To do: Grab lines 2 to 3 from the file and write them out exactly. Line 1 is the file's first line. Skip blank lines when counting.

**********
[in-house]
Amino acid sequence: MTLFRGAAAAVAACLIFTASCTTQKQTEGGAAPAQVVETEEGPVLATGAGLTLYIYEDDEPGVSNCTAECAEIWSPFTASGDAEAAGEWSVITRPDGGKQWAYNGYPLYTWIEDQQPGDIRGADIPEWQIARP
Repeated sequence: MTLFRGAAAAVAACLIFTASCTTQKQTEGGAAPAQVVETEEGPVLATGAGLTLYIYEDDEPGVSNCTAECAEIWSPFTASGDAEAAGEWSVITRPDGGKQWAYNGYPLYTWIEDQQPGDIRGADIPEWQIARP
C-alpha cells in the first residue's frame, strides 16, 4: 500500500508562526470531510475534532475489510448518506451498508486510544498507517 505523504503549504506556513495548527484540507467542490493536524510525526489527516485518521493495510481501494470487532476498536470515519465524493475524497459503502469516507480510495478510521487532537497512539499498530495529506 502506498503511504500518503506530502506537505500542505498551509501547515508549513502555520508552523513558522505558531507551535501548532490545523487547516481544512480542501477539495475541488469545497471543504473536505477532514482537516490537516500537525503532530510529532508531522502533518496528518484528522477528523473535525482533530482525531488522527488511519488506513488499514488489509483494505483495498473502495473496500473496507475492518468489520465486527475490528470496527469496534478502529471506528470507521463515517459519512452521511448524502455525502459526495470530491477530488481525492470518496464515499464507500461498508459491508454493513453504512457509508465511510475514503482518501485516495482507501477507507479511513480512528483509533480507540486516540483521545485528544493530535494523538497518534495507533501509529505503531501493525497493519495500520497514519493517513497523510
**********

Amino acid sequence: MTLFRGAAAAVAACLIFTASCTTQKQTEGGAAPAQVVETEEGPVLATGAGLTLYIYEDDEPGVSNCTAECAEIWSPFTASGDAEAAGEWSVITRPDGGKQWAYNGYPLYTWIEDQQPGDIRGADIPEWQIARP
Repeated sequence: MTLFRGAAAAVAACLIFTASCTTQKQTEGGAAPAQVVETEEGPVLATGAGLTLYIYEDDEPGVSNCTAECAEIWSPFTASGDAEAAGEWSVITRPDGGKQWAYNGYPLYTWIEDQQPGDIRGADIPEWQIARP